Today’s Boston Globe column by Scot Lehigh criticizes Massachusetts Governor Deval Patrick’s support of project labor agreements (PLAs) on future construction projects in exchange for political support from construction trade unions in the upcoming election (“Courting Trade Unions,” 3/31).
Lehigh nails a key point questioning the alleged benefits of PLAs:
But that PLA benefit is easily trumped by this undeniable unfairness: Imposing PLAs means non-union Massachusetts construction workers will, through their taxes, help fund projects where they have no real chance of being hired.
PLA targets include a new $150 million science center at UMass Boston, an academic building at UMass Amherst, a library project at Salem State College, and a new Lowell courthouse.
The non-union construction sector is understandably upset. PLAs, which require that all hiring for a project be done through union halls, that all workers pay union dues, and that all project contractors be bound by rigid union work rules, sharply tilt the playing field in favor of unionized companies.
“There are logistical and philosophical hurdles that are extremely difficult to overcome for an open-shop firm,’’ says Ron Cogliano, president of the Merit Construction Alliance, an association of open-shop contractors. “For example, it’s virtually impossible to have your own crew working with you on a PLA job. And given that, it’s impossible to prepare a realistic bid.’’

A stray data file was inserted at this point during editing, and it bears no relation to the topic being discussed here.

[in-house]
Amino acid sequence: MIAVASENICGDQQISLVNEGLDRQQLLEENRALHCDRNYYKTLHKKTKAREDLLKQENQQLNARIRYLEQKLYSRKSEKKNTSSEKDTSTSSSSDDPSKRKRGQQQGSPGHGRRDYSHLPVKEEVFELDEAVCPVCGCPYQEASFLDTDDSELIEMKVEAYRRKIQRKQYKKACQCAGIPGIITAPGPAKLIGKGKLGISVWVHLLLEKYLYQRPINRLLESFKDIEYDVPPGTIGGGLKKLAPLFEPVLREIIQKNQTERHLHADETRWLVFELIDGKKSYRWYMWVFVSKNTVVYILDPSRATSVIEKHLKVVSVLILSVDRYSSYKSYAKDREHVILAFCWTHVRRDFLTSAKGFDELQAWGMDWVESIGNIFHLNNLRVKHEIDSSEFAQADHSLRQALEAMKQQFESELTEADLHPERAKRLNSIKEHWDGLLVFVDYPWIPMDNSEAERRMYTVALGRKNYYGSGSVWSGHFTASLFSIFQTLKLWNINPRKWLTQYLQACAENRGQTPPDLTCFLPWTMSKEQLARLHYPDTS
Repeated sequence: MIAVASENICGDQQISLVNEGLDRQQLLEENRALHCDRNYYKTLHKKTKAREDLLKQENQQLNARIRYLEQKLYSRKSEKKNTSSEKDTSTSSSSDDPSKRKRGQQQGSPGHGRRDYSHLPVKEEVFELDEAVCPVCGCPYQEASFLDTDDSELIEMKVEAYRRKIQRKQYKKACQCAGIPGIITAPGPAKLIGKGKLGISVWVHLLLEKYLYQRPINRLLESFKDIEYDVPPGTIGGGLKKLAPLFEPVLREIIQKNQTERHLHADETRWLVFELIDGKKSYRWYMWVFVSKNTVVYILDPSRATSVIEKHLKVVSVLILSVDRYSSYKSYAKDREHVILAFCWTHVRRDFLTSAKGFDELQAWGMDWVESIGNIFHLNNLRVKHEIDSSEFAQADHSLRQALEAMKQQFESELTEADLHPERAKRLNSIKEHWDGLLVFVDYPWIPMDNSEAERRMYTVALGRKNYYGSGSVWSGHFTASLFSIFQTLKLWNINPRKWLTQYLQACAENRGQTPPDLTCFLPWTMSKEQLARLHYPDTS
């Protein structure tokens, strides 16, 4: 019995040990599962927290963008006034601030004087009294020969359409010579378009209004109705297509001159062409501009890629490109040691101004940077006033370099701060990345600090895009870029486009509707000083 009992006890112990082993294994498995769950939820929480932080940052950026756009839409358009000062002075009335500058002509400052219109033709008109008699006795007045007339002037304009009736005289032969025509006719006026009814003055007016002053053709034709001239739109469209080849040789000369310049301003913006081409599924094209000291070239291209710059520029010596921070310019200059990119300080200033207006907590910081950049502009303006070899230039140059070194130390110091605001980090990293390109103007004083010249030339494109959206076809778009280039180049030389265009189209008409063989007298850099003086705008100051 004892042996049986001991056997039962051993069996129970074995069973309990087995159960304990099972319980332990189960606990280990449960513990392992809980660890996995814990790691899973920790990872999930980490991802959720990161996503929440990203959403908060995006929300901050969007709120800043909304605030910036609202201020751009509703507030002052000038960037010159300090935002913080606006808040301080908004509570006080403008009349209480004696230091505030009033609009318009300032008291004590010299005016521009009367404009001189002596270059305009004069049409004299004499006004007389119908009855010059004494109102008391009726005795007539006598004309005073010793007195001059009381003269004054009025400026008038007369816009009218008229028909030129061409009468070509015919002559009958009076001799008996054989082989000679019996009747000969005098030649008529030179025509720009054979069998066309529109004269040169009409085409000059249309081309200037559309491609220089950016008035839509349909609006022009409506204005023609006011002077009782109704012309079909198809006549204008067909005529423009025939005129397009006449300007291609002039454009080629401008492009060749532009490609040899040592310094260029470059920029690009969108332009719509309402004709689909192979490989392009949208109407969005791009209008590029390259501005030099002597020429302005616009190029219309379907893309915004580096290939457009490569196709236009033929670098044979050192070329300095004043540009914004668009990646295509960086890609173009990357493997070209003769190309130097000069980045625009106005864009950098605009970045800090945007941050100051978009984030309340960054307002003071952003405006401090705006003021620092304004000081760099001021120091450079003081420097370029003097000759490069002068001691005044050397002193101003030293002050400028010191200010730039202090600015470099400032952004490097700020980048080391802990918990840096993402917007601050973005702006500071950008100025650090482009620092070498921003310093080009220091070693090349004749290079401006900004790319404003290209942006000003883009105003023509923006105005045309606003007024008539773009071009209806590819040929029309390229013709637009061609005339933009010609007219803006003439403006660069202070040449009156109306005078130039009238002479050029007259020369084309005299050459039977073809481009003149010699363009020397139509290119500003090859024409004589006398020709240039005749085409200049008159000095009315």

Greg Beeman, president of Associated Builders and Contractors of Massachusetts, notes that if his umbrella group for non-union contractors tried to require that every firm working on a particular public project had to come to his shop for workers, the unions would be outraged.
“So why, when things are reversed, it is suddenly acceptable public policy?’’ he asks.
So where are some of the other gubernatorial candidates on PLAs?
Opposed, says Republican Christy Mihos. Independent candidate Tim Cahill’s campaign couldn’t provide his position by deadline.
“Public construction projects should be open to all bidders,’’ GOP hopeful Charles Baker said in a statement. “Competition is important to ensure the best deal for the taxpayers and the state.’’
Certainly increased competition promotes lower costs. Further, if union workers, with their putative experience and expertise, can do the job just as cheaply, union firms shouldn’t need PLAs.
On this one, the Republicans have it right. The plate of PLA plums Patrick is waving as he seeks reelection may make the unions salivate, but the restrictive agreements are bad public policy.
TheTruthAboutPLAs.com has long maintained PLAs are bad public policy and are nothing but political sweetheart deals in exchange for Big Labor Bosses’ political support. Be sure to read the entire editorial. Great stuff.